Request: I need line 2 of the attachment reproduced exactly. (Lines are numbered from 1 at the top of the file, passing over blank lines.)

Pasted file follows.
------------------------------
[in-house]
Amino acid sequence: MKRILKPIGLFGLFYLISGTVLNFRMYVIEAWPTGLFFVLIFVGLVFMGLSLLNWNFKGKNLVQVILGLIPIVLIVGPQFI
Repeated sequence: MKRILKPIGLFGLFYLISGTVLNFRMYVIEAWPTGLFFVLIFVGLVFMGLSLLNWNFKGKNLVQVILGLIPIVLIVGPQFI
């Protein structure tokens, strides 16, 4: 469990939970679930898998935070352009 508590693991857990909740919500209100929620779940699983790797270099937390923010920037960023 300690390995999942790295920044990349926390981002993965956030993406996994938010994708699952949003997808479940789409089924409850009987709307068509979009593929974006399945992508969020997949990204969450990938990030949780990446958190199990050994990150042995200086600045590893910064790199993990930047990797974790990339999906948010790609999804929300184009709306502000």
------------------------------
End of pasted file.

Amino acid sequence: MKRILKPIGLFGLFYLISGTVLNFRMYVIEAWPTGLFFVLIFVGLVFMGLSLLNWNFKGKNLVQVILGLIPIVLIVGPQFI